By Lisa Zengarini
Portuguese Bishops have expressed “sorrow and outrage” over the approval of a new law that legalises the practice of euthanasia in certain cases and under strict rules. The law passed on January 29 with a 136 -78 vote and four abstentions, in spite of the strong opposition voiced by the Church and Catholic organizations.
According to the legislative text, people aged over 18 will be allowed to request assistance in dying if they are terminally ill and suffering from “lasting” and “unbearable” pain, unless they are deemed not to be mentally fit to make such a decision. The process will only be open to citizens and legal residents in order to prevent people from travelling to Portugal to get medical help to end their life.
In a statement published yesterday, the Permanent Council of the Portuguese Bishops’ Conference (CEP) reiterates that the new law “infringes the principle of the inviolability of human life” enshrined in the Constitution, deploring its approval at a time when the country is still battling against the COVID-19 pandemic. “To legalize death in this context, rejecting the lessons that this pandemic has given to us on the precious value of human life, which the community in general and health professionals in particular are trying to save with extraordinary efforts, is a contradiction”, the statement remarks.
The bishops insist that they cannot accept euthanasia as “a response to illness and suffering”, because this means “giving up on alleviating suffering and giving the wrong idea that a life marred by pain and suffering does not deserve more protection and becomes a burden on oneself, on other people, on health services and on society as a whole “. They therefore renew their call to protect life instead, “especially when it is more fragile”, by facilitating access to palliative care, “which the majority of Portuguese citizens do not yet have”.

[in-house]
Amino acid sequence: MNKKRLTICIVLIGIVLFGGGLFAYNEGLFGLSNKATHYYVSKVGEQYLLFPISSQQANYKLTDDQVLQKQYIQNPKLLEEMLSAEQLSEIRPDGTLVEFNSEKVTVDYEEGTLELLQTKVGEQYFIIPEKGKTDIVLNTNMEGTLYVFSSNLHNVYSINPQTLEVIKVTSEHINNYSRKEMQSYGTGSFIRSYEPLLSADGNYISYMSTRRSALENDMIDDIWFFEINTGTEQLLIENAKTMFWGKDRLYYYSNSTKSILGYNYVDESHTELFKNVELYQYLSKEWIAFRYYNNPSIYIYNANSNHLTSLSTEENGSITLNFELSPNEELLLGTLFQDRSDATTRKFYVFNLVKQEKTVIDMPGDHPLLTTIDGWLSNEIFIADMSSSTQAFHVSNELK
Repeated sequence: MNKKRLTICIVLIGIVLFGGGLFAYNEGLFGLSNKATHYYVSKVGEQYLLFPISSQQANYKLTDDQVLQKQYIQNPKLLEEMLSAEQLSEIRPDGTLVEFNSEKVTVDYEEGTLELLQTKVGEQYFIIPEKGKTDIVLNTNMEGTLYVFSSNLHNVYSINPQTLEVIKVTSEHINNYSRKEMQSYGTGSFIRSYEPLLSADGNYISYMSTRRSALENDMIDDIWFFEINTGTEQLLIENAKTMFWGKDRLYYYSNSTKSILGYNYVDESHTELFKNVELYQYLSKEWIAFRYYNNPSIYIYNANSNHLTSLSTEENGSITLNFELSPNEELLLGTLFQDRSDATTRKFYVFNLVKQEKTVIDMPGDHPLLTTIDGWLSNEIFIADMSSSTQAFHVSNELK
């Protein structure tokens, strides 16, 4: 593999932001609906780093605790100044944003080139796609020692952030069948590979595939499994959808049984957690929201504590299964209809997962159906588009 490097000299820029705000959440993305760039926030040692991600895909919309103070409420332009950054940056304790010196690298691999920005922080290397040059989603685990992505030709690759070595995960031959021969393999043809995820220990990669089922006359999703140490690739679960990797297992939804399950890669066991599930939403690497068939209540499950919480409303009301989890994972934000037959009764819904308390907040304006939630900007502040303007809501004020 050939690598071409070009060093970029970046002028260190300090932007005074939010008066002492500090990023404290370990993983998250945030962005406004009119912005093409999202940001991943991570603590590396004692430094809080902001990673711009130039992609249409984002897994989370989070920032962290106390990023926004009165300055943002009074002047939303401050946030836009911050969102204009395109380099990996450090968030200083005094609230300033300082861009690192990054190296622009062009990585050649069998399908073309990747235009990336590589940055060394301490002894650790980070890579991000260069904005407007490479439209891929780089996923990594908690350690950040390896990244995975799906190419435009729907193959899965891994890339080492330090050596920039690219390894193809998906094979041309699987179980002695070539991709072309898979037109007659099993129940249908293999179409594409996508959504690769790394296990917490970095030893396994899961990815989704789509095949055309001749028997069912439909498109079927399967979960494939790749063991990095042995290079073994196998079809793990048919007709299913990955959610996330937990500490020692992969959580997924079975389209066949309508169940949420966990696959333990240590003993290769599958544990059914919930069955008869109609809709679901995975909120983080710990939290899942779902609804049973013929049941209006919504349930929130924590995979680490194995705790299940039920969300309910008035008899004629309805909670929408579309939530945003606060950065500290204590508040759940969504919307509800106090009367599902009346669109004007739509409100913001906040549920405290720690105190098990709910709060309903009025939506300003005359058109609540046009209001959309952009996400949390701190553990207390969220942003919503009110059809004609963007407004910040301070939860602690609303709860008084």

Apart from deploring “a legislative policy that undermines the dignity of human life”, the Portuguese bishops also lament “an unprecedented cultural involution”, in which the right to self-determination has become absolute, and against which “we must react vigorously”, they say. “Now more than ever,” the statement concludes, “we are determined to accompany the sick with care and love in all the phases of their earthly life and especially in the final one”.
If the law is signed by President Marcelo Rebelo de Sousa, Portugal will become the seventh country in the world to allow terminally ill patients to seek assistance from a doctor to end their life.